Tuesday, June 2, 2009

BEA Recap: Book Reviewing

In a crowded Saturday morning panel discussion moderated by John Reed, Ben Greenman (The New Yorker), Otis Chandler (Goodreads), Bethanne Patrick (The Book Studio), David Nudo (Shelfari), and Peter Krause (Tactic Co.) debated book reviews, specifically what they will look like next year. The panel agreed that there will be fewer figures of "authority" writing book reviews going forward as book coverage declines in traditional media outlets, but this expected change provoked mixed reactions. David Nudo, formerly of the New York Times commented that "this democratization of voices has led to a lot of clutter" and that user-generated content like that found on Goodreads or Shelfari "means the lowest common denominator." Otis Chandler didn't do much to defend his users' content, but he did mention that, on a few big titles he surveyed, Goodreads has about ten times the number of reviews found on Amazon.

On several occasions, Bethanne Patrick tried to start a discussion about "the standards of book reviewing," and she repeatedly emphasized the distinction between book reviews and book recommendations. Over time, it became fairly clear that Patrick believes the non-"authorities" are doing nothing but recommending books and that we should all be careful to look for the "authorities," whatever that means. I'm disappointed the topic wasn't discussed further.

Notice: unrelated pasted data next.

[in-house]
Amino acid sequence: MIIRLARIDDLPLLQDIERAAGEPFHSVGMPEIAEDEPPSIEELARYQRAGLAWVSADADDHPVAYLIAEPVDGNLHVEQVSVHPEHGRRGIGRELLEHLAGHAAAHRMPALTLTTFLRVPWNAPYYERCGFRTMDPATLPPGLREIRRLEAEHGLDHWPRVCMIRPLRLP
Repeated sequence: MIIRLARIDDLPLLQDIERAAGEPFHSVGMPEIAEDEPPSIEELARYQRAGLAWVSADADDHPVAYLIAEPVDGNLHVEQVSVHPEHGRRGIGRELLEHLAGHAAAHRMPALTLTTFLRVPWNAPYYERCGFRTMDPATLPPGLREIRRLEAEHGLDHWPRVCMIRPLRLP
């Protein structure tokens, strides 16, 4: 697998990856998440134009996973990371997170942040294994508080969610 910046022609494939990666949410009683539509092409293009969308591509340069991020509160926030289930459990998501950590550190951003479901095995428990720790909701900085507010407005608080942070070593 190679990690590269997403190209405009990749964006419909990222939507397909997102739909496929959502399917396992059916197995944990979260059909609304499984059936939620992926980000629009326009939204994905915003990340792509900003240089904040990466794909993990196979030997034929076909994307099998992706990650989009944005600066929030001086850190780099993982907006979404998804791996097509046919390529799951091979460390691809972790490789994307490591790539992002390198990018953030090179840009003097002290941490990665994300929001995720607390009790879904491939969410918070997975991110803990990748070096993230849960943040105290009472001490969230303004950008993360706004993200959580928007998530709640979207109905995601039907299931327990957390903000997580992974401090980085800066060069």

As reported at Cleveland.com, Steve Wasserman, the former Book Review Editor of the Los Angeles Times, summed up the discussion best when he said the concept of the book review "gets at the heart of democratic culture, populism and elitism.”

3 comments:

Serena said...

I'm glad I missed this panel.

I would rather here more detailed discussion of what "authorities" are and what qualifies them as such.

It seems to me that I would rather have a recommendation in most cases than an authority telling me what to think about a book I haven't read. I prefer, as a reader, to make my own decisions about books, authors' writing styles, and other elements of published works.

Amy said...

I understand the point about "authorities" but how do you approach a negative? A recommendation has a positive connotation to me. Ah well, can't win them all!

An Anonymous Child said...

I think it's an important distinction to make between a recommendation and a review. A review implies that you've read the book thoroughly and are now picking out the small points to highlight. A recommendation means you're saying, "Worth it, not worth it". There's an audience for both aspects of what is now called book reviewing and neither should scoff at the other. I can appreciate a book without actually enjoying it or wishing others to read it. So my review would mention positive points, but my recommendation would say "skip it". As for the definition of authorities... that really does need its own panel discussion.